3. You cannot be mentally affected by losses. Losses are built into the game. Indeed, they are why you are able to win money in poker in the first place. The reason fish play poker is the same reason they play slot machines-- because even though the expectation is negative over the long term, on any given day they can come home a big winner. If you never lost, the fish would never win, and the game would never attract fish. So you will have losing hours, and losing sessions, and losing weeks and sometimes months. You will drop money. Lots of money. Even if you play at low limits, you can drop significant amounts of money during downswings. (Due to high rakes in small stakes games, you can sometimes drop almost as much during a downswing at a low limit as you do at a higher limit.) If you freak out because you drop a few hundred dollars, you can't play live poker. (You can still play penny stakes online if you want to.) This is going to happen. Expecting that you can play poker and avoid painful losses is like going to a horror movie and expecting you can avoid looking at bloody corpses. Because you can't avoid losing money in the short term, you have to be willing to lose it. You have to learn to be just as happy and mentally focused and well adjusted when you lose as when you win. If you can't do this, you can't be a winning poker player.

4. You can't worry about what others are taking out of the game. You will face situations where a bad player is winning money from you. And you know what you will have to do? Let her! Over the long term, she will of course give it back, though it may not be to you. It may be to someone else. But the mistake people make is to try and get into pots with the fish with bad hands and outplay her. The problem is, the object of the game is not to outplay or get your money back from one fish-- it's to outplay the entire table. If you consistently outplay your opponents, you will make money over time, even though there may be some fish who always seems to run good against you and take your money.

5. You can't be afraid of taking risks. There's a casino hold 'em variant called Ultimate Texas Hold 'Em which is kind of fun. (Indeed, if a poker player insists on playing a house banked game, I recommend this one because it least it has some poker skill built into it.) When played optimally, the house has about a 2 percent edge. However, many regular players do not play optimally. Specifically, they do not raise enough. Because if you raise your A3 offsuit no heart (as you should in what is effectively a heads up game) and the board runs out 46788 with 4 hearts, you are usually going to lose. Not raising reduces variance, because the player can see that board before deciding to play the A3. But it also increases your losses / cuts your winnings. A lot. There are a lot of correct plays that involve risking money. You have to be willing to make them. You should be raising hands like KJ in late position in multi-way pots, not calling with them. You should be raising and sometimes even capping flush and strong straight draws on the flop. You should be value-betting thin on the river. You have to be willing to make those plays and risk your money. And you have to be willing to lose if your draws keep on bricking out or you keep on missing flops with raising hands. Otherwise you end up like the regulars in Ultimate Texas Hold 'Em, needlessly bleeding money over time because you are missing so much value.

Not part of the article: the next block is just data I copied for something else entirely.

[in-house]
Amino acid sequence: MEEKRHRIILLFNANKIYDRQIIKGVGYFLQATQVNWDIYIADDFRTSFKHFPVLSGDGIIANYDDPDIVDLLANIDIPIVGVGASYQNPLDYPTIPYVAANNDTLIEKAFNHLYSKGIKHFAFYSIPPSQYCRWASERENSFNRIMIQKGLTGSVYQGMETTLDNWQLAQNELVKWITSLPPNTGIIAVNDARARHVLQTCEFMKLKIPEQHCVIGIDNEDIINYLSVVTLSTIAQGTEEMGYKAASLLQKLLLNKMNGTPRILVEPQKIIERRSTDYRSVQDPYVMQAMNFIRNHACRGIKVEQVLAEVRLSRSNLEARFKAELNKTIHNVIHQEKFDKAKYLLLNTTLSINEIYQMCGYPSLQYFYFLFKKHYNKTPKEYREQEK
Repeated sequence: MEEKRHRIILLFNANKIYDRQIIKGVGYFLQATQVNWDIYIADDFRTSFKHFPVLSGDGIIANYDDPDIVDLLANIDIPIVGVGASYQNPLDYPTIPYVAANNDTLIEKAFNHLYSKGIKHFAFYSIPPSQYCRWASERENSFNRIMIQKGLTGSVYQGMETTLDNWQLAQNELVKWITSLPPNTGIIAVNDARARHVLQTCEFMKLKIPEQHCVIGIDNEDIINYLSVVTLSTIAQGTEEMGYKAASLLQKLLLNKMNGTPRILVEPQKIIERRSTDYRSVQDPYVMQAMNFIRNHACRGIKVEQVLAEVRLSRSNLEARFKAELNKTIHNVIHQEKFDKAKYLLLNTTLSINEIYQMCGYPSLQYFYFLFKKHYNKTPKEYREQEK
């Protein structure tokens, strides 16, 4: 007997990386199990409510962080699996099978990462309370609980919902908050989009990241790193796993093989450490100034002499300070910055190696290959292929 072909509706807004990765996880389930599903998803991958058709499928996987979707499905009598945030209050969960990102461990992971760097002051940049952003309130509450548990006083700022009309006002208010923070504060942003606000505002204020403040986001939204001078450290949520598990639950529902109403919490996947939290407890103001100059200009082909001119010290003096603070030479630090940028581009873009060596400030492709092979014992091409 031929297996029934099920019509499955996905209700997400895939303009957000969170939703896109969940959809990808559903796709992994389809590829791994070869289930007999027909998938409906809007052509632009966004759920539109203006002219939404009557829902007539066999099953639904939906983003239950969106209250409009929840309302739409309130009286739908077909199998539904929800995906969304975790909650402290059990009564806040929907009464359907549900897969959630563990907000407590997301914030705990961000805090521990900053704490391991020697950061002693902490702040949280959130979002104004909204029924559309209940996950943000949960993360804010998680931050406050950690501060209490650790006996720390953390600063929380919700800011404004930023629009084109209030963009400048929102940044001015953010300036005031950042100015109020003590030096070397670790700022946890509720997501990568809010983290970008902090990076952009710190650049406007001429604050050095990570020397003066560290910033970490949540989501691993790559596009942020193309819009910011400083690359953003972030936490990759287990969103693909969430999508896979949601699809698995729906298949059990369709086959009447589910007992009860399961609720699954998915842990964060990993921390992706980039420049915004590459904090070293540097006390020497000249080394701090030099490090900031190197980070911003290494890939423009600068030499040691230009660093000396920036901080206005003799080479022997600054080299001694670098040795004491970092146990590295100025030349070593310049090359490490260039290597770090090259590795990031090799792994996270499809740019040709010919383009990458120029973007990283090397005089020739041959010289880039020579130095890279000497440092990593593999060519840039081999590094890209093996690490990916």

6. You need to play at a high enough limit that the game is not a raketrap. Low stakes limit poker games are usually raked, in absolute terms, at an only slightly lower rate than higher stakes games. For instance, in California you might pay $7 a hand in 8/16 and 20/40 and $6 a hand in 4/8. Or in Vegas, you might pay $5 a hand in 10/20 and $4 a hand in 3/6. (This is because the costs of spreading the two games, paying the dealers and floorpersons, etc., does not change very much, if at all, as you go up in limits.) When expressed as a percentage of the pool, the lower stakes players are paying substantially more in rake. For instance, a typical California 8/16 player pays about 1.75 big bets an hour in rake, and a typical California 4/8 player pays about 3.25 big bets an hour in rake. Given that a typical winrate in a rakeless game for a good player might be 3 big bets an hour, that difference in rake is often the difference between beating the game and not beating the game. The only solution to this is to risk more money.

Bottom line, there's no way to play live poker profitably without tolerating substantial risk of money. You have to get past this. If some posters here think this requires superhuman willpower, maybe playing poker to make money is not your thing. But if you want to be a successful player, you HAVE to heed my friend's wise words and not give a [bleep] about money.

Very informative read. This all translates into the belief that 90% of winning and losing is emotional control provided a gambler has the required expertise in his or her chosen field. Obviously, this is an extremely difficult task BUT the few long-term winners all have it.

charm city whizz
08-14-2016, 12:45 PM
Been around poker rooms now 17/35 years of my life and never knew of a casino that would rake a pot on different stakes......maybe take rake at different intervals but not different amounts